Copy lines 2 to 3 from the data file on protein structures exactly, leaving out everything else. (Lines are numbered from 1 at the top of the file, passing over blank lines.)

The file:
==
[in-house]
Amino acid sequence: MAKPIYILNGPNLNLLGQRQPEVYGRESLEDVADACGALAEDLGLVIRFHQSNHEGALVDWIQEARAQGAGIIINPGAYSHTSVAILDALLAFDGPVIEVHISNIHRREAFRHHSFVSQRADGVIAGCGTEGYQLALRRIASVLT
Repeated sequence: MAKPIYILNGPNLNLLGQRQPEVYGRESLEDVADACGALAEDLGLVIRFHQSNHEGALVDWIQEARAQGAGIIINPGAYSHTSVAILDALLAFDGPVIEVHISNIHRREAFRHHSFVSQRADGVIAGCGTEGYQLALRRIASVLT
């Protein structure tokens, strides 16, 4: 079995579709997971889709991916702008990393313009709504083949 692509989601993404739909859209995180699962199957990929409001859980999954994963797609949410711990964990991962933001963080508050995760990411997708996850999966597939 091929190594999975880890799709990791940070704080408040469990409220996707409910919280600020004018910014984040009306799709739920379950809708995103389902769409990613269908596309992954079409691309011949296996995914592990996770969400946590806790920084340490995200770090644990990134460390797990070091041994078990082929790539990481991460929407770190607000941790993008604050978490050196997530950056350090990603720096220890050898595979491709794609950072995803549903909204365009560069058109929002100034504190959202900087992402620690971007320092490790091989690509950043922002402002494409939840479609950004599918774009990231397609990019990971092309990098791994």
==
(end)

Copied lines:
Amino acid sequence: MAKPIYILNGPNLNLLGQRQPEVYGRESLEDVADACGALAEDLGLVIRFHQSNHEGALVDWIQEARAQGAGIIINPGAYSHTSVAILDALLAFDGPVIEVHISNIHRREAFRHHSFVSQRADGVIAGCGTEGYQLALRRIASVLT
Repeated sequence: MAKPIYILNGPNLNLLGQRQPEVYGRESLEDVADACGALAEDLGLVIRFHQSNHEGALVDWIQEARAQGAGIIINPGAYSHTSVAILDALLAFDGPVIEVHISNIHRREAFRHHSFVSQRADGVIAGCGTEGYQLALRRIASVLT